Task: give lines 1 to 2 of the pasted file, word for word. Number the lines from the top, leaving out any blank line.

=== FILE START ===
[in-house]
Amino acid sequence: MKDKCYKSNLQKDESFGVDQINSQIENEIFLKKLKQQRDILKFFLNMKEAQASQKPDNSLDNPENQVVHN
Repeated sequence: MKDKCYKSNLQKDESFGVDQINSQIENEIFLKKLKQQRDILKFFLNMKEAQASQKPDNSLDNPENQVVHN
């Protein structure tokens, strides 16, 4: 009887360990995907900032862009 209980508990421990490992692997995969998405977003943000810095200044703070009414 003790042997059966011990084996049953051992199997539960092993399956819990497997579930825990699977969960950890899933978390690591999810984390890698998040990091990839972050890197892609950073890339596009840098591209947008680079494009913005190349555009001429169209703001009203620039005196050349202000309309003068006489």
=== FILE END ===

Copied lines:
[in-house]
Amino acid sequence: MKDKCYKSNLQKDESFGVDQINSQIENEIFLKKLKQQRDILKFFLNMKEAQASQKPDNSLDNPENQVVHN